Communicative Competence in Parents of Children with Autism and Parents of Children with Specific Language Impairment
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- Ruser, T.F., Arin, D., Dowd, M. et al. J Autism Dev Disord (2007) 37: 1323. doi:10.1007/s10803-006-0274-z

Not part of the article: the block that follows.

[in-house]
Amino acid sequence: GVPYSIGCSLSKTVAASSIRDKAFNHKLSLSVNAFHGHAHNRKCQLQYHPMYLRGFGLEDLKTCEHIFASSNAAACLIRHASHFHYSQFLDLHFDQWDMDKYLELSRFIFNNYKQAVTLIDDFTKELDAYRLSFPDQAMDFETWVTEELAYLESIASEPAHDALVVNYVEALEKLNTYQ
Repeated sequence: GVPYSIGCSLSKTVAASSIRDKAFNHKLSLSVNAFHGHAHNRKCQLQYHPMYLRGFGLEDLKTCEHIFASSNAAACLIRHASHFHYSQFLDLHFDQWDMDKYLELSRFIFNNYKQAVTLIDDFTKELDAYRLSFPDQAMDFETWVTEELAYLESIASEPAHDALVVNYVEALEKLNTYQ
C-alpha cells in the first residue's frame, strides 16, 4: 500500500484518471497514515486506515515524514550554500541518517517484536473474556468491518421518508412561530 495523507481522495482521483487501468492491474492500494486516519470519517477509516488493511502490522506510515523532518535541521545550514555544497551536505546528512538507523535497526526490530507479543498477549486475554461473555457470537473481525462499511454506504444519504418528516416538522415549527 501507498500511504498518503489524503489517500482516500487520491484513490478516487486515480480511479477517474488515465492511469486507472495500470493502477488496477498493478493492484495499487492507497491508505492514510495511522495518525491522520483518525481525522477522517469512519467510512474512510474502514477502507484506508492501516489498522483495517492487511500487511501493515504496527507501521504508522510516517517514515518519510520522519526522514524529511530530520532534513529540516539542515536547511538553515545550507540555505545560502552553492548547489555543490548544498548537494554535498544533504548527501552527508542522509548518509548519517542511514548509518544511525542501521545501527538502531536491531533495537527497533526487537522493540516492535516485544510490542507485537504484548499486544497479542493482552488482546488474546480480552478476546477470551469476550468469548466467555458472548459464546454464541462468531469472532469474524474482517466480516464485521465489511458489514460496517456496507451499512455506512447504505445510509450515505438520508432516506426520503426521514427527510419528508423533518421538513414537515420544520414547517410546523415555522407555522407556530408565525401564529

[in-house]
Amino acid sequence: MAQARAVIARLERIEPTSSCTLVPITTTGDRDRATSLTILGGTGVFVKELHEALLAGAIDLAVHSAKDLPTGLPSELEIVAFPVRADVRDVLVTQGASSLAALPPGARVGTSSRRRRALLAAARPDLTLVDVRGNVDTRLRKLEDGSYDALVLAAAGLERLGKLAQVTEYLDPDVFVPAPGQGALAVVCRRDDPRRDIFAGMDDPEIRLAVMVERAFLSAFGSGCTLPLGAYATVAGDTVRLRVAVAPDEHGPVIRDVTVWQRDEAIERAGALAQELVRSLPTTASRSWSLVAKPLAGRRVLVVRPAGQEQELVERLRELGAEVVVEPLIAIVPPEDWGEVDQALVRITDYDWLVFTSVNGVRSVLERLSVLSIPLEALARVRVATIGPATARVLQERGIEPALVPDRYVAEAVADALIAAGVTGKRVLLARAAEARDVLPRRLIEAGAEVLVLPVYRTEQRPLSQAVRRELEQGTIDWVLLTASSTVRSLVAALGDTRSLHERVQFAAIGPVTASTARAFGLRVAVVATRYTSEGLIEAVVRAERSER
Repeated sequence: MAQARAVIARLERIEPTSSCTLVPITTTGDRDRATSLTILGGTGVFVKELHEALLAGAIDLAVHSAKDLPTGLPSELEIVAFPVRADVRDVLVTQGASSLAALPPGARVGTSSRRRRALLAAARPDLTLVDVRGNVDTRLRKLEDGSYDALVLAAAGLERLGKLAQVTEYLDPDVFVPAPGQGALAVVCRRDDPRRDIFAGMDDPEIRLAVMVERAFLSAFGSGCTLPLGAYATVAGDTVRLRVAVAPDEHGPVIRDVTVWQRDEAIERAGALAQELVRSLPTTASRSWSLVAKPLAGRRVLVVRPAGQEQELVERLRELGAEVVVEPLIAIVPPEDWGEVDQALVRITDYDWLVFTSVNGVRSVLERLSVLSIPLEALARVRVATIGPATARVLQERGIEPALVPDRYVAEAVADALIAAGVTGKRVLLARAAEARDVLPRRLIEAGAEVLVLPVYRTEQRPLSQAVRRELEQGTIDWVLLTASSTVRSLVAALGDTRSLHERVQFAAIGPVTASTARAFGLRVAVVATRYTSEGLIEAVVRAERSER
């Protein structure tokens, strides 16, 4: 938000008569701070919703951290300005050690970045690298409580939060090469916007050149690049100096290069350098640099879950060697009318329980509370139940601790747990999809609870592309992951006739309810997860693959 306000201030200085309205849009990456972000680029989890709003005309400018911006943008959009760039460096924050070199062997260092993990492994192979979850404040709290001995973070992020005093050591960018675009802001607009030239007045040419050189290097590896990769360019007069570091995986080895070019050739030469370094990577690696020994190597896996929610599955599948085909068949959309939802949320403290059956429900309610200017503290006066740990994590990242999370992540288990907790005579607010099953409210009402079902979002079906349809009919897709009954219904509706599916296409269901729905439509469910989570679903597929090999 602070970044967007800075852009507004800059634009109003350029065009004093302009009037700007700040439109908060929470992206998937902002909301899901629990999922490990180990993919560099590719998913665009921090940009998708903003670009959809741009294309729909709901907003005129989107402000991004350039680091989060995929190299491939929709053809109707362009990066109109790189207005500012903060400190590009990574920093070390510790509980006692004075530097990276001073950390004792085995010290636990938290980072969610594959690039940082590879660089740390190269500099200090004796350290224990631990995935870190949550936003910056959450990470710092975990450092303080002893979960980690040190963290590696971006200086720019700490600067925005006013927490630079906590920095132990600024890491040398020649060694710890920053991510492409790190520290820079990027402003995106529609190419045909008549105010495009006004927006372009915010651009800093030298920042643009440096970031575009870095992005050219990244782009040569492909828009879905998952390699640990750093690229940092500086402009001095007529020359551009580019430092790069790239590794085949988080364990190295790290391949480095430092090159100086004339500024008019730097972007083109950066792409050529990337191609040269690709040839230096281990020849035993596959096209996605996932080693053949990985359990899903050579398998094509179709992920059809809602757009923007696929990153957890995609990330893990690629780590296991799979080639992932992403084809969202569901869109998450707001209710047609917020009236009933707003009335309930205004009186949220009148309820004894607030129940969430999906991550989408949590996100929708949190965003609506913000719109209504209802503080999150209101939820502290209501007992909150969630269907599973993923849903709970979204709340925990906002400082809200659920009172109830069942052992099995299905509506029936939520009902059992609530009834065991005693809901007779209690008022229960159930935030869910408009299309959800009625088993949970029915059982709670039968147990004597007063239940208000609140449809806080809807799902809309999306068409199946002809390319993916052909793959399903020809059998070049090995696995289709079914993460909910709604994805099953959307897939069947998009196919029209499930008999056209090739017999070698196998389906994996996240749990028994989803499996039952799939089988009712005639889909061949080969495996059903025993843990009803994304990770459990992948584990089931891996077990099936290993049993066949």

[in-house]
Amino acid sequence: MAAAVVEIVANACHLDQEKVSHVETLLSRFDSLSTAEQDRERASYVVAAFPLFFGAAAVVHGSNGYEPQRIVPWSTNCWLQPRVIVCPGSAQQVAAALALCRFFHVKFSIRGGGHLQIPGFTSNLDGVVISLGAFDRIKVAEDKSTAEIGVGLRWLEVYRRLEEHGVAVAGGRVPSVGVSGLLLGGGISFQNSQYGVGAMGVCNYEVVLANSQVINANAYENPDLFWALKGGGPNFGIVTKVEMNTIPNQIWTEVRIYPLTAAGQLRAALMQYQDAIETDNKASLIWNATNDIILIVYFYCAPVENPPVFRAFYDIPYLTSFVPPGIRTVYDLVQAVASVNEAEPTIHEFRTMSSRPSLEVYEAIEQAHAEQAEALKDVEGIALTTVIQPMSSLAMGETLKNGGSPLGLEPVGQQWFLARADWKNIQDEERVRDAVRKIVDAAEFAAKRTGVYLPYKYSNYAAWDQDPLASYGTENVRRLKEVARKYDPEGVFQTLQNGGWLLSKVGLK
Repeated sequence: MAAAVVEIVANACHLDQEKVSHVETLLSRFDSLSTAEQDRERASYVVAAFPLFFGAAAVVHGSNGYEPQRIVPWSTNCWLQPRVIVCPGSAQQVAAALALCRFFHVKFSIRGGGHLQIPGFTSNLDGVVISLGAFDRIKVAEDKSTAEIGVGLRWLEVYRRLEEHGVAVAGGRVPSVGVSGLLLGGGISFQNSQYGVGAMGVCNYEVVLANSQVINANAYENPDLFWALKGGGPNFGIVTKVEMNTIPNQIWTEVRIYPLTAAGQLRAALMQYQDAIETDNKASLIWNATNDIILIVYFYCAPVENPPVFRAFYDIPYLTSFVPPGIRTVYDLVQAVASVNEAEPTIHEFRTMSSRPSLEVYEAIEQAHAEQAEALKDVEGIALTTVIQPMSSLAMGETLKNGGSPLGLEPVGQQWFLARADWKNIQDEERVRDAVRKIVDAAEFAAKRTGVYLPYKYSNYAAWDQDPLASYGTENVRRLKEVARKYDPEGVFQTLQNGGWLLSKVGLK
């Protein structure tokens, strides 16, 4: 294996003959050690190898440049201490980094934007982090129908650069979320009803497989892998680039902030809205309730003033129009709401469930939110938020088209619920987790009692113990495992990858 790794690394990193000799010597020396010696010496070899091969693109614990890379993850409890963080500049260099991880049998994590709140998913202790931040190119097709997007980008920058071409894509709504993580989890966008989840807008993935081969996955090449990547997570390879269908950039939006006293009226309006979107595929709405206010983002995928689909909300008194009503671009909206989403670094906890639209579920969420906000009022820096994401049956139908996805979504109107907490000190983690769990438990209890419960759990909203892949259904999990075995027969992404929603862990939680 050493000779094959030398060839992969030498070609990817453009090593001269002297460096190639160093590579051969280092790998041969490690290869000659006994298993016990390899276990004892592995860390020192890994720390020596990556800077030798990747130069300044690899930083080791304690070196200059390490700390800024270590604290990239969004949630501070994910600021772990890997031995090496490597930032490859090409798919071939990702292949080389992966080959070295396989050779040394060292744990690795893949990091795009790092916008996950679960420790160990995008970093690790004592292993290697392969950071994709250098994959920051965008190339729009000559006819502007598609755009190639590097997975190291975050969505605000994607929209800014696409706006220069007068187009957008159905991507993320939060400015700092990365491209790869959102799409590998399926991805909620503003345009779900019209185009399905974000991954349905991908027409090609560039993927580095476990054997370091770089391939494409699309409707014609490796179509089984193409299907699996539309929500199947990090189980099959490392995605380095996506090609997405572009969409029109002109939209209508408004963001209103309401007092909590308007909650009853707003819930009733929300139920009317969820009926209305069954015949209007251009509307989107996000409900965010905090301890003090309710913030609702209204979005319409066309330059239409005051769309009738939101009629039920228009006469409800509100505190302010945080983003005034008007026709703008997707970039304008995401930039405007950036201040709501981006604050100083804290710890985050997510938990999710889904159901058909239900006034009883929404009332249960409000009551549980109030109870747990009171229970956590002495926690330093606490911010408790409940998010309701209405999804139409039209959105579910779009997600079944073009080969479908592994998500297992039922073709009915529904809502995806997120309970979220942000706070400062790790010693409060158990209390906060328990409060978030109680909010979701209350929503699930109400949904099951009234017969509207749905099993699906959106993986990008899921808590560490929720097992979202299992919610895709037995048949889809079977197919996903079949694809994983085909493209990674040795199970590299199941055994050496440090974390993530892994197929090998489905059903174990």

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While the primary language deficit in autism has been thought to be pragmatic, and in specific language impairment (SLI) structural, recent research suggests phenomenological and possibly genetic overlap between the two syndromes. To compare communicative competence in parents of children with autism, SLI, and down syndrome (DS), we used a modified pragmatic rating scale (PRS-M). Videotapes of conversational interviews with 47 autism, 47 SLI, and 21 DS parents were scored blind to group membership. Autism and SLI parents had significantly lower communication abilities than DS parents. Fifteen percent of the autism and SLI parents showed severe deficits. Our results suggest that impaired communication is part of the broader autism phenotype and a broader SLI phenotype, especially among male family members.